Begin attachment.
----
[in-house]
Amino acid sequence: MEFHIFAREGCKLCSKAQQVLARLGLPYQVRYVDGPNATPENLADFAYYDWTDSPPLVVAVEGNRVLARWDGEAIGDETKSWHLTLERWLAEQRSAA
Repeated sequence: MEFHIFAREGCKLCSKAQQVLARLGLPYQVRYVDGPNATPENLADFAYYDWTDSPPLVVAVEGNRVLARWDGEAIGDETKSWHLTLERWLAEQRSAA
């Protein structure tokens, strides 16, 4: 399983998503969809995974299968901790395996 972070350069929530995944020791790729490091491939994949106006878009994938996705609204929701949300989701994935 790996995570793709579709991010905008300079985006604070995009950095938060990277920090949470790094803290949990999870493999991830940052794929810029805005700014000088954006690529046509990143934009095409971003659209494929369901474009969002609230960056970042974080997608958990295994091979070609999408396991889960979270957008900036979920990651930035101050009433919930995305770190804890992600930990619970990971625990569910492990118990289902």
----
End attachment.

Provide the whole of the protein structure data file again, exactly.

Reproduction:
[in-house]
Amino acid sequence: MEFHIFAREGCKLCSKAQQVLARLGLPYQVRYVDGPNATPENLADFAYYDWTDSPPLVVAVEGNRVLARWDGEAIGDETKSWHLTLERWLAEQRSAA
Repeated sequence: MEFHIFAREGCKLCSKAQQVLARLGLPYQVRYVDGPNATPENLADFAYYDWTDSPPLVVAVEGNRVLARWDGEAIGDETKSWHLTLERWLAEQRSAA
């Protein structure tokens, strides 16, 4: 399983998503969809995974299968901790395996 972070350069929530995944020791790729490091491939994949106006878009994938996705609204929701949300989701994935 790996995570793709579709991010905008300079985006604070995009950095938060990277920090949470790094803290949990999870493999991830940052794929810029805005700014000088954006690529046509990143934009095409971003659209494929369901474009969002609230960056970042974080997608958990295994091979070609999408396991889960979270957008900036979920990651930035101050009433919930995305770190804890992600930990619970990971625990569910492990118990289902």